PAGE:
Yes, but: Other assets, like commodities and U.S. Treasuries, suggest the coronavirus fears are far from over.

What's next: The U.S. State Department raised its travel advisory for China to Level 4, telling Americans, “Do not travel to China."

  • “Those currently in China should consider departing using commercial means,” it added in a statement.

The last word: With most headline-grabbing companies having now reported earnings, the market will likely go back to focusing on economic reports next week.

2. Catch up quick

Japan's factory output jumped 1.3% last month, but fell 4% during the fourth quarter, the largest decline in seven years. A separate report showed monthly retail sales fell by 2.6%. (Reuters)

IBM's Ginni Rometty will step down as CEO, to be replaced in April by cloud chief Arvind Krishna. (Axios)

Amazon shares jumped 12% in extended trading after smashing earnings expectations for the fourth quarter, pushing the company's market cap back over $1 trillion. (CNBC)

Reynolds Consumer Products, which makes Reynolds Wrap foil and owns Hefty trash bags, raised around $1.2 billion and priced its IPO at $26 per share. (Reuters)

Altria again wrote down the value of Juul, this time cutting $4.1 billion from the value of the e-cigarette company, which is now one-third the price the Marlboro maker paid a little more than a year ago. (Axios)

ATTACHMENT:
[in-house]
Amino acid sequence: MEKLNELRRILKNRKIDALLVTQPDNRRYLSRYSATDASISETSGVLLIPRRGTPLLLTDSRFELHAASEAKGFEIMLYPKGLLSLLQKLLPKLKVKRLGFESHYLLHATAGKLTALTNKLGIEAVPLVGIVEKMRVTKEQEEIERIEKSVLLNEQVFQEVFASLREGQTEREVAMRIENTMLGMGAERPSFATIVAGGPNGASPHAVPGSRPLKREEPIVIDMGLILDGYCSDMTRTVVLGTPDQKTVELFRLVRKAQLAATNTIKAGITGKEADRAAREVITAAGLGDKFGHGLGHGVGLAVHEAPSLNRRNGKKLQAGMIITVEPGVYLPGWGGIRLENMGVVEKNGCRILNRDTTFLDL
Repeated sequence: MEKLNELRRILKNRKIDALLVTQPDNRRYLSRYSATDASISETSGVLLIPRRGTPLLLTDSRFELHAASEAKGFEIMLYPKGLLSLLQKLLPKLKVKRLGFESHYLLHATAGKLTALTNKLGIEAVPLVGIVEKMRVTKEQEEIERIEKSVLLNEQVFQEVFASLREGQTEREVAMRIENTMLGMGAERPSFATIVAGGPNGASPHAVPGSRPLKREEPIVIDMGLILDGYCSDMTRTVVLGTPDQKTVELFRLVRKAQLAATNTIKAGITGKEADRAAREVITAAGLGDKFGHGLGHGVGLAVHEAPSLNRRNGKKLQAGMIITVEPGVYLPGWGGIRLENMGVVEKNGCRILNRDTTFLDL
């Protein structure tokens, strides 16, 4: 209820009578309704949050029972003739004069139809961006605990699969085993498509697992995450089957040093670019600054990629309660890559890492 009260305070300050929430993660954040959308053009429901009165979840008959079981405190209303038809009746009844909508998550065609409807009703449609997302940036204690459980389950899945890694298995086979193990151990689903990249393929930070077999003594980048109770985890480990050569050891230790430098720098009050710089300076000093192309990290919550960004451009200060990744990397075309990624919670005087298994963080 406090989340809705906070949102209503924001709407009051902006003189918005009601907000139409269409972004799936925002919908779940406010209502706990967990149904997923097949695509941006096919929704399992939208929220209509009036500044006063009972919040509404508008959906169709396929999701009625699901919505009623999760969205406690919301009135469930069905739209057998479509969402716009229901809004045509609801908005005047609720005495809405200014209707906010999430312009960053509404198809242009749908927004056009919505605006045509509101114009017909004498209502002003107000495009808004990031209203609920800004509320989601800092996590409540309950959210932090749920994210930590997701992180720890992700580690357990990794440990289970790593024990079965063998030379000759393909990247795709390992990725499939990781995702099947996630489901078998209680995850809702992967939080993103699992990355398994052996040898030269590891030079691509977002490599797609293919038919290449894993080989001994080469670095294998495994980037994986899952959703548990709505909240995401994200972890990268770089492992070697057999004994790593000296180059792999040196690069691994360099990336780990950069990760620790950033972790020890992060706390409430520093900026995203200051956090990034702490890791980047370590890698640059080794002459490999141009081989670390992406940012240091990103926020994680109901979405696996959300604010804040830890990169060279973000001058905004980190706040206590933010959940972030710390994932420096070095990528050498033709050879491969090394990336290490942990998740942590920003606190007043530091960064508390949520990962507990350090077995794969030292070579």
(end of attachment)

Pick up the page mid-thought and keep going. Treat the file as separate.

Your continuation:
3. Dr. Copper is on life support
Expand chart
Data: Investing.com; Chart: Axios Visuals

The price of copper fell for a record 12th straight session on Thursday, falling to its lowest price on the New York Mercantile Exchange since September and its lowest on the London Metal Exchange since October.

Why it matters: Known as Dr. Copper, the metal is seen as a barometer of the economy's health because of its use in homebuilding and commercial construction.

  • Analysts said the continued weakness in copper was a major warning sign for global markets.

The big picture: Prices for copper, crude oil and other commodities are falling based on fear that the coronavirus outbreak will hurt demand from China, the world's top commodities importer.

  • Factories outside of Wuhan have pushed back plans to reopen after the Lunar New Year holiday to Feb. 10.

Yes, but: “Economic activity in China is suffering, though in terms of manufacturing and construction activity we are at a seasonally low point,” Julius Baer analyst Carsten Menke told Reuters.

  • “Typically, when we have this sort of short-term shock, there’s catch-up potential for economic activity once the situation normalises.”